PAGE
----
This will show all of your PCI devices with details included (Figure 1). If you scroll down a bit, you will see one listed as VGA compatible controller: NVIDIA Corporation GK208B [GeForce GT 710], with the particulars of your card listed here, instead of GT 710, obviously. When you look at the last two lines of that entry you will see Kernel driver in use and Kernel modules. Here you will see nouveau listed as the kernel driver in use, which, as mentioned, is the basic open source NVIDIA driver. If you are running Pop!_OS or a similar distribution which came with the proprietary NVIDIA drivers preinstalled, then you may see nvidia listed under Kernel driver in use, in which case this article isn't for you, but most of you will likely see nouveau. As a side note, after Capabilities you will see access denied. To see this field, simply run the same command with sudo and you will have access to that information. This will give some additional information, such as power management, but isn't needed for what we are doing.

Figure 1: Terminal output of the lspci -vv command.

Finding Out What Driver Packages Are Available

At this point you have confirmed that the card was recognized and is running with the open source driver. To view which proprietary NVIDIA driver packages are available, you will want to run the following command now:

$ ubuntu-drivers devices

This will take a few seconds depending on your system. For me, it normally returns a complete response in about 15 seconds (Figure 2), so be patient here. My setup returns the following:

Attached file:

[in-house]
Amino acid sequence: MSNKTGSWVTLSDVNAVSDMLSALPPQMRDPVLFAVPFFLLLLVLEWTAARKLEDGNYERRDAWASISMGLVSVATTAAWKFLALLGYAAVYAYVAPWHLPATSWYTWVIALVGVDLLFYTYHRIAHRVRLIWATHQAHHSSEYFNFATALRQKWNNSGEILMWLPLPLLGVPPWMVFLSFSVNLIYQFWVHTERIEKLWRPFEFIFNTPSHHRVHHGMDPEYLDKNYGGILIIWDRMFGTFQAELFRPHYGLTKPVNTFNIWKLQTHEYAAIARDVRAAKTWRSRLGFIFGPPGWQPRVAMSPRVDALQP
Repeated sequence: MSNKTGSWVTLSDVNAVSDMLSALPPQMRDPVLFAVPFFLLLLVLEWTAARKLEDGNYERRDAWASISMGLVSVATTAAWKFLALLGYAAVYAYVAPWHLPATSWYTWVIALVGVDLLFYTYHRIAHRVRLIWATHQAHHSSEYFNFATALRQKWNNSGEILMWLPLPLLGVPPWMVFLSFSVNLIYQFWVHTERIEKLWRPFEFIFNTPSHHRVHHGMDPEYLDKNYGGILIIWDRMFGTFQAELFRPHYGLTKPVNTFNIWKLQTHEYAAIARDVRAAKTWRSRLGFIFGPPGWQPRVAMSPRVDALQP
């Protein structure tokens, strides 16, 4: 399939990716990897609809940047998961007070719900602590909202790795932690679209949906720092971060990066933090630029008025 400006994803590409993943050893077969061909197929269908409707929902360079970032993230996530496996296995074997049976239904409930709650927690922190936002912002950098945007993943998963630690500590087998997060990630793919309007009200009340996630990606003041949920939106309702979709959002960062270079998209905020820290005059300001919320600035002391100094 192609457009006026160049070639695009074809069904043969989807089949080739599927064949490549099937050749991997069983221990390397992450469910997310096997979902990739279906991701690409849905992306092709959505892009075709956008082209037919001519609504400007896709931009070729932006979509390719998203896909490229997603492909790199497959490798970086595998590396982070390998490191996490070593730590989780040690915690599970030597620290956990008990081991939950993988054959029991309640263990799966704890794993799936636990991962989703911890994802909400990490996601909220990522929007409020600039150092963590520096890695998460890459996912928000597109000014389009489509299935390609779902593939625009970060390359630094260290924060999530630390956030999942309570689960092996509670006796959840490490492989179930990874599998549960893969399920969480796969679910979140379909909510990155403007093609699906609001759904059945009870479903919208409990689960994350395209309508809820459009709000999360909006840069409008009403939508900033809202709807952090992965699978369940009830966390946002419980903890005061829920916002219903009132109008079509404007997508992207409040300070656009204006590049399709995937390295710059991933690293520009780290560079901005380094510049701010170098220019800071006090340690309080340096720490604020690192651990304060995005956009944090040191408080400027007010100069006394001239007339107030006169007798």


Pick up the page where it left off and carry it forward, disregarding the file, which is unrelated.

== /sys/devices/pci0000:00/0000:00:03.0/0000:03:00.0 ==
modalias : pci:v000010DEd0000128Bsv00001462sd00008C93bc03sc00i00
vendor   : NVIDIA Corporation
model    : GK208B [GeForce GT 710]
driver   : nvidia-driver-460 - distro non-free
driver   : nvidia-driver-470 - distro non-free recommended
driver   : nvidia-driver-418-server - distro non-free
driver   : nvidia-driver-390 - distro non-free
driver   : nvidia-driver-470-server - distro non-free
driver   : nvidia-driver-450-server - distro non-free
driver   : nvidia-driver-460-server - distro non-free
driver   : xserver-xorg-video-nouveau - distro free builtin
Figure 2: Terminal output of the ubuntu-drivers devices command.

As you can see here, there is more than one package available from NVIDIA along with the Nouveau open source driver. You can double check if your system has any NVIDIA packages installed by running:

$ apt list *nvidia* --installed

If you have installed any of these, they will be listed along with any dependencies that are required for them to run which are also present on your system, such as libraries and the settings dialog box package (Figure 3).